When Bryant became the spokeswoman for the campaign to repeal Miami-Dadeís first gay-rights ordinance, the campaign focused almost entirely on her "Save Our Children" slogan that claimed the gay-rights ordinance was a plot by homosexual activists to recruit children in grade schools. And she acquired no small measure of popular support ó between 1978 and 1981 Good Housekeeping named her "the most admired woman in America." She was a colorful figure who was unafraid of placing herself squarely in the public eye with outrageous quotes. She declared that homosexuals were the way they were because they ate sperm and "sperm was the concentrated form of life" ó even as she devoutly intoned gospel passages and sang hymns in her steady, if not particularly beautiful, light-soprano voice. She was even spunky enough to make jokes in difficult situations: when a gay activist threw a pie in her face, she gamely wiped it away, tasted it, and quipped, "Itís a fruit pie."
The 1977 campaign to repeal Miami-Dadeís gay-rights ordinance kicked off a full-fledged assault on the nascent gay-rights movement. Charges of child molestation and homosexual recruitment were potent strategic weapons. The use of the phase "the homosexual agenda" cleverly evoked a sinister, well-networked, insidious master plan to corrupt all aspects of American society. The repeal movement was also one of the Religious Rightís first major power eruptions, and itís now clear that it was a harbinger of the coming culture war ó a war thatís been fought on many fronts, but most effectively by religious conservatives trying to overturn gay anti-discrimination laws through the use of statewide and local referendums. Indeed, between 1978 and 1988, there were 44 attempts to repeal local gay anti-discrimination laws across the country; nearly 75 percent of them succeeded.
Bryantís campaign was the first of these. And it was successful. Voters threw out the gay-rights ordinance by a 69 to 31 percent margin, giving impetus to other groups ó all of them connected to national conservative and right-wing Christian groups such as the Christian Coalition and the now-defunct Moral Majority ó to carry out similar actions nationwide. In the end, Bryantís campaign captured the public imagination, and lesbian and gay activists responded in full force. Gay activists organized nationally against Bryantís campaign, memorably launching a boycott of Florida orange juice. This mobilization formed the infrastructure for much of the political work in legal reform and AIDS organizing that occurred over the next 25 years.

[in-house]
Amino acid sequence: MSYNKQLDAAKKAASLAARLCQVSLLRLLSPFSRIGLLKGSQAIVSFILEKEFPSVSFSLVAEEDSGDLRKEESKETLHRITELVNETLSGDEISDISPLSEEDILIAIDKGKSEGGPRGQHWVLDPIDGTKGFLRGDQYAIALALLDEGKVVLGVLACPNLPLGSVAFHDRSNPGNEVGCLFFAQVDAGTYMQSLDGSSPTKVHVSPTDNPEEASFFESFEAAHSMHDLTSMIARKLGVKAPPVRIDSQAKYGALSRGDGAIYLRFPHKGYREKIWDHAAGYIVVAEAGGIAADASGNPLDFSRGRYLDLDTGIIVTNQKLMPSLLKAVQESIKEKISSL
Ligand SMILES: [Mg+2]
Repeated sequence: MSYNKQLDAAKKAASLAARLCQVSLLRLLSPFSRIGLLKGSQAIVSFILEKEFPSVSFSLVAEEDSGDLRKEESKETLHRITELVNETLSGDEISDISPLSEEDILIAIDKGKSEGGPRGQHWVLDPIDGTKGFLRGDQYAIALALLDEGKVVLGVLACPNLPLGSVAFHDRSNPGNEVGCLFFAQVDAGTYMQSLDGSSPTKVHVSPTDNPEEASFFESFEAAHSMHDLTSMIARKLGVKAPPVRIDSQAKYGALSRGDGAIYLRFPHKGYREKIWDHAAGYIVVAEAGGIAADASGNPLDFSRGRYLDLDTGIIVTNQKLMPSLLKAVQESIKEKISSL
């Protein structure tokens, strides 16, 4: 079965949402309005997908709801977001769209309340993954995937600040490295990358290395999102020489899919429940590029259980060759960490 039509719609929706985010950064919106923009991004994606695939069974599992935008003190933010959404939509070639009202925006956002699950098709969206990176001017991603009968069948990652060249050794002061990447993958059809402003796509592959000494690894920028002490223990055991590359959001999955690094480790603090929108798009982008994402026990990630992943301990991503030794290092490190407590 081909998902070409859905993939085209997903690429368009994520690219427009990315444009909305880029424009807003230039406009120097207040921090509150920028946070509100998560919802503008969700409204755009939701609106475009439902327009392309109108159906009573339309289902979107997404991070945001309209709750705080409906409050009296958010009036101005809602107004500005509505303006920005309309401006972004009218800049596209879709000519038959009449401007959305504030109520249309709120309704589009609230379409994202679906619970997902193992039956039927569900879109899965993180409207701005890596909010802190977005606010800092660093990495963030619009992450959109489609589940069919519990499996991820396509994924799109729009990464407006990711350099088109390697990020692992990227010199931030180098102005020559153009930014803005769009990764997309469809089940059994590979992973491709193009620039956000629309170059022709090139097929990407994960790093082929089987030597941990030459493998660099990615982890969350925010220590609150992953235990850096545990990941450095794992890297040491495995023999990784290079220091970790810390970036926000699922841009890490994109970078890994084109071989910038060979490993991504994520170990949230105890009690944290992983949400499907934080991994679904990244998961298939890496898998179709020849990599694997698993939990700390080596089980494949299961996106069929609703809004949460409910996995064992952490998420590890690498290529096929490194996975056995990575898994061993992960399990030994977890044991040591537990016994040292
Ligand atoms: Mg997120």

Itís a mistake, however, to think that the battle that just ended carries the same weight. While no one with a progressive bent would argue that the Miami-Dade vote wasnít important in itself, the passionate care it received from national gay groups and the scrutiny it received from the mainstream press was out of whack and misplaced. If this battle was about "turning the tide," as NGLTFís Jean put it, then what was the recent overthrow of Arkansasís sodomy law two months ago? In a 5-2 decision, the Supreme Court of a conservative state not only held the law unconstitutional, but also delivered a lengthy opinion arguing that all citizens deserved the right to privacy in their own homes, and that gays and lesbians were fully protected under the state Constitution.
The reality is that in the past five years, the movement for gay and lesbian rights ó expressed in many forms, from fighting anti-gay ballot initiatives to pursuing AIDS work, legal reform in the arena of family law, and initiatives on the international front, such as the fight to obtain a fair trial for 52 Egyptian men arrested on suspicion of merely being homosexual ó has been incredibly successful. In July 2000, a civil-unions law was put in effect in Vermont. Twenty-one states now make possible some form of second-parent adoption, which allows the gay or lesbian partner of a biological or adoptive parent to adopt a partnerís child. Only one state in the country ó Florida, ironically ó expressly prohibits gay and lesbian people from adopting children. The private sector has been a leader in implementing domestic-partnership benefits that enable their gay and lesbian employees to extend health coverage to their partners. In 1962, every state in the country had laws against sodomy; now just 13 do. Programs for gay, lesbian, bisexual, and transgender youth have spread across the nation. And there are more than 200 openly gay or lesbian elected officials in the US today.
But at the same time, there is so much work left to do. No state in the country grants same-sex couples the right to marry. Twenty-nine states do not allow both parents in a same-sex couple to be legal guardians of their children. The vast majority of gay or lesbian people working in America today do so without protection from discrimination based on sexual orientation, much less domestic-partnership benefits. In 13 states, itís still illegal simply to have queer sex. Most GLBT youth are harassed in their schools simply for being who they are. And itís impossible to run for office as an openly gay person without oneís sexual orientation becoming a campaign issue.
Clearly, the gay-rights movement has enough on its plate without returning to the battles of a quarter-century ago.
Michael Bronski is the author of The Pleasure Principle: Sex, Backlash, and the Struggle for Gay Freedom (St. Martinís, 1998). He can be reached at firstname.lastname@example.org